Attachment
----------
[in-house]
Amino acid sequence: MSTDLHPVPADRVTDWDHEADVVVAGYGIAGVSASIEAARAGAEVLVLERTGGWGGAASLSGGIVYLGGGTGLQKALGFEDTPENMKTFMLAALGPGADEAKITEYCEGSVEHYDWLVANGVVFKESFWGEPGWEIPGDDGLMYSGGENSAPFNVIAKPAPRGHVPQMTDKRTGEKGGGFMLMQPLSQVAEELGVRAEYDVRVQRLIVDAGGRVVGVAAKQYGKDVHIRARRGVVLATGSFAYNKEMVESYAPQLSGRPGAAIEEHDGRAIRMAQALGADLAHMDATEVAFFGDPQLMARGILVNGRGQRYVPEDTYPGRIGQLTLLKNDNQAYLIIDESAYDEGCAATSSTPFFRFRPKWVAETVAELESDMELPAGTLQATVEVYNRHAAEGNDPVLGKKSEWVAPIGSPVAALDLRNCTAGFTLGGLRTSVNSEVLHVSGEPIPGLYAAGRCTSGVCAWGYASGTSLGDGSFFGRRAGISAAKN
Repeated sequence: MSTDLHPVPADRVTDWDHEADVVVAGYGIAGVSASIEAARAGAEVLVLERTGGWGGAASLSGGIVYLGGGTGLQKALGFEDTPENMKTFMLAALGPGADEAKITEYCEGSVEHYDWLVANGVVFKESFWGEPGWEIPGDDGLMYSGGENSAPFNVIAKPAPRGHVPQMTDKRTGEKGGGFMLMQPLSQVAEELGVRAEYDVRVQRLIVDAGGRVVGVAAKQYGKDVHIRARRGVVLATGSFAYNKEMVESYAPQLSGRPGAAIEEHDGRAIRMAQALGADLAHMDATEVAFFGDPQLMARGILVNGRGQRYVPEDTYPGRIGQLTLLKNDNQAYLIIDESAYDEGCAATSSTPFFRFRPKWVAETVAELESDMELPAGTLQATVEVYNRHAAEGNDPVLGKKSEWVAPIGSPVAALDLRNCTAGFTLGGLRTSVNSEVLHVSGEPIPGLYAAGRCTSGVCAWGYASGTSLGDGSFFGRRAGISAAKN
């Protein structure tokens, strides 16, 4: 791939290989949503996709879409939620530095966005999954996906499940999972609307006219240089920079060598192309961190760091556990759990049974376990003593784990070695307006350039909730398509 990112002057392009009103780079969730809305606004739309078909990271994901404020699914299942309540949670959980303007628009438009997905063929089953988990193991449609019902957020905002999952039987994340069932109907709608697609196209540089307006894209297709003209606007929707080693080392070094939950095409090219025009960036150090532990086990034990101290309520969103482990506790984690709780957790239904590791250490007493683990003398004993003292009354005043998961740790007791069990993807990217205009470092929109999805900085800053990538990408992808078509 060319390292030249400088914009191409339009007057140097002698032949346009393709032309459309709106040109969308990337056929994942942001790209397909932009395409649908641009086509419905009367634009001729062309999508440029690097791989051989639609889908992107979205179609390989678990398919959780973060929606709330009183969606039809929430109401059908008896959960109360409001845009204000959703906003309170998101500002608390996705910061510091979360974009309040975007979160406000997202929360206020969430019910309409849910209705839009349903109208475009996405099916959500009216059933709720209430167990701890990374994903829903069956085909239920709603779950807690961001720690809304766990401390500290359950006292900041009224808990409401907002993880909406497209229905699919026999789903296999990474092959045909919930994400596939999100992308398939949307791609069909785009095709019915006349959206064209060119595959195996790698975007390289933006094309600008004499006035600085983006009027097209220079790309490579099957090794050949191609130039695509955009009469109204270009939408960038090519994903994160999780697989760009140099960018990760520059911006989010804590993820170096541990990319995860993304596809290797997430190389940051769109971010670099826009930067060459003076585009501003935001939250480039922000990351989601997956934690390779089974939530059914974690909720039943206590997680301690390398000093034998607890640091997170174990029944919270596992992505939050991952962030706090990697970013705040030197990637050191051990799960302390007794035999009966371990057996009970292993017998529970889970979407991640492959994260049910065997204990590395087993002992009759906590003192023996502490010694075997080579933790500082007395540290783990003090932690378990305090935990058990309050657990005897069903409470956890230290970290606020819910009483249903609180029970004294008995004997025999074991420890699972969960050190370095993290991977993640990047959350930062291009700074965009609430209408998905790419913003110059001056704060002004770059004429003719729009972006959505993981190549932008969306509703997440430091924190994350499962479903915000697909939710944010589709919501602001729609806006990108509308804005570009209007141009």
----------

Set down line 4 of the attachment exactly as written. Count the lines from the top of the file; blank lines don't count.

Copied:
């Protein structure tokens, strides 16, 4: 791939290989949503996709879409939620530095966005999954996906499940999972609307006219240089920079060598192309961190760091556990759990049974376990003593784990070695307006350039909730398509 990112002057392009009103780079969730809305606004739309078909990271994901404020699914299942309540949670959980303007628009438009997905063929089953988990193991449609019902957020905002999952039987994340069932109907709608697609196209540089307006894209297709003209606007929707080693080392070094939950095409090219025009960036150090532990086990034990101290309520969103482990506790984690709780957790239904590791250490007493683990003398004993003292009354005043998961740790007791069990993807990217205009470092929109999805900085800053990538990408992808078509 060319390292030249400088914009191409339009007057140097002698032949346009393709032309459309709106040109969308990337056929994942942001790209397909932009395409649908641009086509419905009367634009001729062309999508440029690097791989051989639609889908992107979205179609390989678990398919959780973060929606709330009183969606039809929430109401059908008896959960109360409001845009204000959703906003309170998101500002608390996705910061510091979360974009309040975007979160406000997202929360206020969430019910309409849910209705839009349903109208475009996405099916959500009216059933709720209430167990701890990374994903829903069956085909239920709603779950807690961001720690809304766990401390500290359950006292900041009224808990409401907002993880909406497209229905699919026999789903296999990474092959045909919930994400596939999100992308398939949307791609069909785009095709019915006349959206064209060119595959195996790698975007390289933006094309600008004499006035600085983006009027097209220079790309490579099957090794050949191609130039695509955009009469109204270009939408960038090519994903994160999780697989760009140099960018990760520059911006989010804590993820170096541990990319995860993304596809290797997430190389940051769109971010670099826009930067060459003076585009501003935001939250480039922000990351989601997956934690390779089974939530059914974690909720039943206590997680301690390398000093034998607890640091997170174990029944919270596992992505939050991952962030706090990697970013705040030197990637050191051990799960302390007794035999009966371990057996009970292993017998529970889970979407991640492959994260049910065997204990590395087993002992009759906590003192023996502490010694075997080579933790500082007395540290783990003090932690378990305090935990058990309050657990005897069903409470956890230290970290606020819910009483249903609180029970004294008995004997025999074991420890699972969960050190370095993290991977993640990047959350930062291009700074965009609430209408998905790419913003110059001056704060002004770059004429003719729009972006959505993981190549932008969306509703997440430091924190994350499962479903915000697909939710944010589709919501602001729609806006990108509308804005570009209007141009």